Look in the New Testament what Jesus called the Anti-Christ of the time, ‘Serpents’ and ‘Snakes’; He did not call them Old Testament believers or Brothers for that matter, he called them what they are. Jesus hated political correctness, it’s a new name for the lie, political correctness is walking with the lie.
P.S.—I enjoyed all 19 of the DVDs I bought from you, these DVDs should be with every Christian Church throughout the world. We must start to attack the word “evolution” in schools and Universities; it’s not a science, it’s a word that leads people to hell. More people are scared of Hell than believe in God; they believe there is a hell but not a God.
Thanks for your comments and your encouragement.
Compromise with the world is indeed anathema to God. And political correctness should never motivate our actions, rather we should speak the truth. Wisdom often dictates that it is best to write articles, etc., in an irenic manner, so as to win those who are looking on. We take the Apostle Paul’s example as our standard (1 Corinthians 9:19-22); so we try to be winsome. This admonition from Titus 3:2 is apt: “to speak evil of no one, to avoid quarrelling, to be gentle, and to show perfect courtesy toward all people.”
Jesus was the Son of God and saw the hearts of men and so could pronounce judgment on them. We don’t have that ability. There are those who have adopted views of creation that are certainly in the spirit of the anti-Christ (such as long ages), as you say. However, many of these have never really been confronted with the consequences of taking such views (they are untaught). When we approach them graciously, many are open to conviction of their sin and repent. If we approached them by accusing them of being anti-Christ, I doubt many would listen to us and therefore would never come to repent of their unbelief. I myself as a young Christian dabbled with various long-age compromises. In the circles I moved in there was no teaching that encouraged me to just believe what the Bible said and much that encouraged otherwise. However, I did love Jesus as my Lord and Saviour. When the inconsistencies of my views were (gently) pointed out to me, I repented and so am doing what I do now. You can find my story at: Creation: a personal word.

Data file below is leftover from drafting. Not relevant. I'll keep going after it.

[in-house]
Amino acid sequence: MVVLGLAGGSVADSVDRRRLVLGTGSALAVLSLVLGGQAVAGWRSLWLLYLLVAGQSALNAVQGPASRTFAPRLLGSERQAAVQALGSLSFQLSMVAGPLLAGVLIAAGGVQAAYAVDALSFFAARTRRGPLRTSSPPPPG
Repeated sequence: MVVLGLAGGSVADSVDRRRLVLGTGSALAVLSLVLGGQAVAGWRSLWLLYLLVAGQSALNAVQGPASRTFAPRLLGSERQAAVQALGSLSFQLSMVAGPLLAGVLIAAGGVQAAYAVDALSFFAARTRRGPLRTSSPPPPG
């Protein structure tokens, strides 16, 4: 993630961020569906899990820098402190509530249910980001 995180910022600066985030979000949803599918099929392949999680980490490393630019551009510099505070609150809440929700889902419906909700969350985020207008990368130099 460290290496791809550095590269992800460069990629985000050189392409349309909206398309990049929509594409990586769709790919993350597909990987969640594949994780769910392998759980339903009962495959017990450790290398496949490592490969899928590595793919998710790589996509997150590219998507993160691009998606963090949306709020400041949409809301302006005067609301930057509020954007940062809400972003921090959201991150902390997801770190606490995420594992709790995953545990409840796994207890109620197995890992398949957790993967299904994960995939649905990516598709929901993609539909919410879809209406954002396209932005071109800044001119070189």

Thanks for your encouragement in what we do. Please continue to pray for us, that we will be sensitive to the leading of the Holy Spirit in knowing how best to contend for the faith (Jude 1:3), while speaking the truth in love (Eph. 4:15). And please keep doing your part to share the message—by lending those DVDs to your relatives and friends, for example.
Every blessing in Christ,
PS. Regarding the 19 DVDs, these are indeed available in many countries and we are putting clips on YouTube to promote them so that more people will find out about them. You might be interested to know also that The Voyage that Shook the World is available for hire from Bigpond videos and we have heard that there was a waiting list. So it is getting out there in the community as well. Praise God!
Concerning long-age creationists who might also be called long-age Christians, I suspect that right now the Christian leadership is comprised mainly of these. Among the laity I expect that it is about half and half, and that the present trend still seems to favor the long-agers unless things get turned around, which I think is a good possibility that the Christian community may yet become educated because the truth is slowly coming to light since we are finally responding to the effects of the Enlightenment instead of totally embracing them.
I am not sure how gentle and winsome we can be when we tell our brothers (who are Christians if they are trusting Christ, but deceived on the subject of long ages) that they are on the road to apostasy? I am not saying that they have yet arrived at this sad destination. I would hesitate to make this kind of judgment, but I would not hesitate to say that they are on the road that leads to this inevitable destination unless they turn back and go the other way. How gentle and winsome does this strike you?